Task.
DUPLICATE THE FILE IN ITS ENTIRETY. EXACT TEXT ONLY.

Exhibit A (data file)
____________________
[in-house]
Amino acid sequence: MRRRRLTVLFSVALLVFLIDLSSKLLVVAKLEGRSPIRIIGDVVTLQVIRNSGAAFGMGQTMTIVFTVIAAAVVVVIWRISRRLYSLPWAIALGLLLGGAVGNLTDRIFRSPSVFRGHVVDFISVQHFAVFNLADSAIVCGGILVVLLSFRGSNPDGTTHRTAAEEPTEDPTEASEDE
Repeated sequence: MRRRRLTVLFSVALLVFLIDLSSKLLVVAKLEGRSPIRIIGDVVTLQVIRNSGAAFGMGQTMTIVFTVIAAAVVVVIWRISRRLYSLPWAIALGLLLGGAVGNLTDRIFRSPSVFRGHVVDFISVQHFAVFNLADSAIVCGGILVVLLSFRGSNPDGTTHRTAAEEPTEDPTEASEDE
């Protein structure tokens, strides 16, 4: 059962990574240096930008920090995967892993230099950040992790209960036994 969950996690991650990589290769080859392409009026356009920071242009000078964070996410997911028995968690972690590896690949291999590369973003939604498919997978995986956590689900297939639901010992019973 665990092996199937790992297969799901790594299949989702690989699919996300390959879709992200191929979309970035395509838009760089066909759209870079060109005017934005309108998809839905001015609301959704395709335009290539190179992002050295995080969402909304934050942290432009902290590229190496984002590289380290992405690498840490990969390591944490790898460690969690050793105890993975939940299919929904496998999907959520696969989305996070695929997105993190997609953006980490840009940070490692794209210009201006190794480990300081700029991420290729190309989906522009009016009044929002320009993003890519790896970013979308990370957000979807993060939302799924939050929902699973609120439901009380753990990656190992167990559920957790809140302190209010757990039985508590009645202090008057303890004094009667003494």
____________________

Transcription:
[in-house]
Amino acid sequence: MRRRRLTVLFSVALLVFLIDLSSKLLVVAKLEGRSPIRIIGDVVTLQVIRNSGAAFGMGQTMTIVFTVIAAAVVVVIWRISRRLYSLPWAIALGLLLGGAVGNLTDRIFRSPSVFRGHVVDFISVQHFAVFNLADSAIVCGGILVVLLSFRGSNPDGTTHRTAAEEPTEDPTEASEDE
Repeated sequence: MRRRRLTVLFSVALLVFLIDLSSKLLVVAKLEGRSPIRIIGDVVTLQVIRNSGAAFGMGQTMTIVFTVIAAAVVVVIWRISRRLYSLPWAIALGLLLGGAVGNLTDRIFRSPSVFRGHVVDFISVQHFAVFNLADSAIVCGGILVVLLSFRGSNPDGTTHRTAAEEPTEDPTEASEDE
């Protein structure tokens, strides 16, 4: 059962990574240096930008920090995967892993230099950040992790209960036994 969950996690991650990589290769080859392409009026356009920071242009000078964070996410997911028995968690972690590896690949291999590369973003939604498919997978995986956590689900297939639901010992019973 665990092996199937790992297969799901790594299949989702690989699919996300390959879709992200191929979309970035395509838009760089066909759209870079060109005017934005309108998809839905001015609301959704395709335009290539190179992002050295995080969402909304934050942290432009902290590229190496984002590289380290992405690498840490990969390591944490790898460690969690050793105890993975939940299919929904496998999907959520696969989305996070695929997105993190997609953006980490840009940070490692794209210009201006190794480990300081700029991420290729190309989906522009009016009044929002320009993003890519790896970013979308990370957000979807993060939302799924939050929902699973609120439901009380753990990656190992167990559920957790809140302190209010757990039985508590009645202090008057303890004094009667003494």